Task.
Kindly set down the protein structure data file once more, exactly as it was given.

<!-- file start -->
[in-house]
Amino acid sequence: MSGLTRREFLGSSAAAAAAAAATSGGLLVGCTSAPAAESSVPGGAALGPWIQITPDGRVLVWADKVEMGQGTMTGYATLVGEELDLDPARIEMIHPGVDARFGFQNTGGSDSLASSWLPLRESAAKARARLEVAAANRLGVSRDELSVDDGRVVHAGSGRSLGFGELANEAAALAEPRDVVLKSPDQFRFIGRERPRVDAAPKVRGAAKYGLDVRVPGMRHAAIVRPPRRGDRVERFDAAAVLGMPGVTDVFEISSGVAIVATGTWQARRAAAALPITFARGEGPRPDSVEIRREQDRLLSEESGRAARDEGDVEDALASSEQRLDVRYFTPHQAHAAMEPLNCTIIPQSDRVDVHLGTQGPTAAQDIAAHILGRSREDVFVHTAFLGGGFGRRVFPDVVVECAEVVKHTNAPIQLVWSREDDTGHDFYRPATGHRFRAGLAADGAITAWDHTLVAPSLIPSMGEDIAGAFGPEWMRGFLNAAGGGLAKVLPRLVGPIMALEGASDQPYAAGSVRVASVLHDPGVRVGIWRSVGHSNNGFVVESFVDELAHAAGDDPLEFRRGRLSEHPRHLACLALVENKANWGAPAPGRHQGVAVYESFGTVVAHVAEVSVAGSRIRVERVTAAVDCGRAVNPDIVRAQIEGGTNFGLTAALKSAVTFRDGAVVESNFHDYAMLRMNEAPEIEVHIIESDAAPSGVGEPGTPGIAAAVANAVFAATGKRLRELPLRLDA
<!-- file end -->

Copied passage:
[in-house]
Amino acid sequence: MSGLTRREFLGSSAAAAAAAAATSGGLLVGCTSAPAAESSVPGGAALGPWIQITPDGRVLVWADKVEMGQGTMTGYATLVGEELDLDPARIEMIHPGVDARFGFQNTGGSDSLASSWLPLRESAAKARARLEVAAANRLGVSRDELSVDDGRVVHAGSGRSLGFGELANEAAALAEPRDVVLKSPDQFRFIGRERPRVDAAPKVRGAAKYGLDVRVPGMRHAAIVRPPRRGDRVERFDAAAVLGMPGVTDVFEISSGVAIVATGTWQARRAAAALPITFARGEGPRPDSVEIRREQDRLLSEESGRAARDEGDVEDALASSEQRLDVRYFTPHQAHAAMEPLNCTIIPQSDRVDVHLGTQGPTAAQDIAAHILGRSREDVFVHTAFLGGGFGRRVFPDVVVECAEVVKHTNAPIQLVWSREDDTGHDFYRPATGHRFRAGLAADGAITAWDHTLVAPSLIPSMGEDIAGAFGPEWMRGFLNAAGGGLAKVLPRLVGPIMALEGASDQPYAAGSVRVASVLHDPGVRVGIWRSVGHSNNGFVVESFVDELAHAAGDDPLEFRRGRLSEHPRHLACLALVENKANWGAPAPGRHQGVAVYESFGTVVAHVAEVSVAGSRIRVERVTAAVDCGRAVNPDIVRAQIEGGTNFGLTAALKSAVTFRDGAVVESNFHDYAMLRMNEAPEIEVHIIESDAAPSGVGEPGTPGIAAAVANAVFAATGKRLRELPLRLDA